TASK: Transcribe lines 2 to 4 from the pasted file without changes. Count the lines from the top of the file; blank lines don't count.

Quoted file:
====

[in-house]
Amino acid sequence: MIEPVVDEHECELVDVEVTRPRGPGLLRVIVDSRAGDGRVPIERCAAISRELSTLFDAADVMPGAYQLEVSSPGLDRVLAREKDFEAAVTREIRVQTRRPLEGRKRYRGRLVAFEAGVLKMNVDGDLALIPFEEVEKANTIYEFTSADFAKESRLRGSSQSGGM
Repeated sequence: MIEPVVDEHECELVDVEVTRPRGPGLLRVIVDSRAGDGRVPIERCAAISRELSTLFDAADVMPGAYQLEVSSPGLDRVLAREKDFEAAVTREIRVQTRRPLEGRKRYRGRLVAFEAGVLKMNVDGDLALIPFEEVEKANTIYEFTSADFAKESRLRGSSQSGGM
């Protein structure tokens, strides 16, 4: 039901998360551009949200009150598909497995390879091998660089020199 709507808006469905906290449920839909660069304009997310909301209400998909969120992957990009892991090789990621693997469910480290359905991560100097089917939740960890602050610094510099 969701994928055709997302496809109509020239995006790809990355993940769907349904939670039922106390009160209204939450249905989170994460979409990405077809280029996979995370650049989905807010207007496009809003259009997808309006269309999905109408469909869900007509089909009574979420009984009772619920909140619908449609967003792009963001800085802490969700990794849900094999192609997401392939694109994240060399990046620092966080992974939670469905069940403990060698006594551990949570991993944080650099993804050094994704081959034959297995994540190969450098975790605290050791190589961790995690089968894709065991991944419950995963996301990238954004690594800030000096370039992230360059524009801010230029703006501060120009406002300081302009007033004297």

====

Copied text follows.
Amino acid sequence: MIEPVVDEHECELVDVEVTRPRGPGLLRVIVDSRAGDGRVPIERCAAISRELSTLFDAADVMPGAYQLEVSSPGLDRVLAREKDFEAAVTREIRVQTRRPLEGRKRYRGRLVAFEAGVLKMNVDGDLALIPFEEVEKANTIYEFTSADFAKESRLRGSSQSGGM
Repeated sequence: MIEPVVDEHECELVDVEVTRPRGPGLLRVIVDSRAGDGRVPIERCAAISRELSTLFDAADVMPGAYQLEVSSPGLDRVLAREKDFEAAVTREIRVQTRRPLEGRKRYRGRLVAFEAGVLKMNVDGDLALIPFEEVEKANTIYEFTSADFAKESRLRGSSQSGGM
């Protein structure tokens, strides 16, 4: 039901998360551009949200009150598909497995390879091998660089020199 709507808006469905906290449920839909660069304009997310909301209400998909969120992957990009892991090789990621693997469910480290359905991560100097089917939740960890602050610094510099 969701994928055709997302496809109509020239995006790809990355993940769907349904939670039922106390009160209204939450249905989170994460979409990405077809280029996979995370650049989905807010207007496009809003259009997808309006269309999905109408469909869900007509089909009574979420009984009772619920909140619908449609967003792009963001800085802490969700990794849900094999192609997401392939694109994240060399990046620092966080992974939670469905069940403990060698006594551990949570991993944080650099993804050094994704081959034959297995994540190969450098975790605290050791190589961790995690089968894709065991991944419950995963996301990238954004690594800030000096370039992230360059524009801010230029703006501060120009406002300081302009007033004297």